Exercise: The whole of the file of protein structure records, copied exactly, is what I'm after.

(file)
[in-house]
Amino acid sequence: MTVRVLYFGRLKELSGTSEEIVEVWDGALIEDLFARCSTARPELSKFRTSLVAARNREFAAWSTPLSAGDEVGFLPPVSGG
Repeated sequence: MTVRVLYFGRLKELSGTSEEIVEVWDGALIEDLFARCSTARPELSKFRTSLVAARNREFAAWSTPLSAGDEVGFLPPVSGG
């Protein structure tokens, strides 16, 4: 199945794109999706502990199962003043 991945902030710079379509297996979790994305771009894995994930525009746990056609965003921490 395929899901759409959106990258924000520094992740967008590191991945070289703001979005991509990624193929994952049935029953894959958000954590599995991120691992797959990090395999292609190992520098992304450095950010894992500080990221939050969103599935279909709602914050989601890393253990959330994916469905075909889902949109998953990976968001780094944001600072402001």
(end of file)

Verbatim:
[in-house]
Amino acid sequence: MTVRVLYFGRLKELSGTSEEIVEVWDGALIEDLFARCSTARPELSKFRTSLVAARNREFAAWSTPLSAGDEVGFLPPVSGG
Repeated sequence: MTVRVLYFGRLKELSGTSEEIVEVWDGALIEDLFARCSTARPELSKFRTSLVAARNREFAAWSTPLSAGDEVGFLPPVSGG
């Protein structure tokens, strides 16, 4: 199945794109999706502990199962003043 991945902030710079379509297996979790994305771009894995994930525009746990056609965003921490 395929899901759409959106990258924000520094992740967008590191991945070289703001979005991509990624193929994952049935029953894959958000954590599995991120691992797959990090395999292609190992520098992304450095950010894992500080990221939050969103599935279909709602914050989601890393253990959330994916469905075909889902949109998953990976968001780094944001600072402001």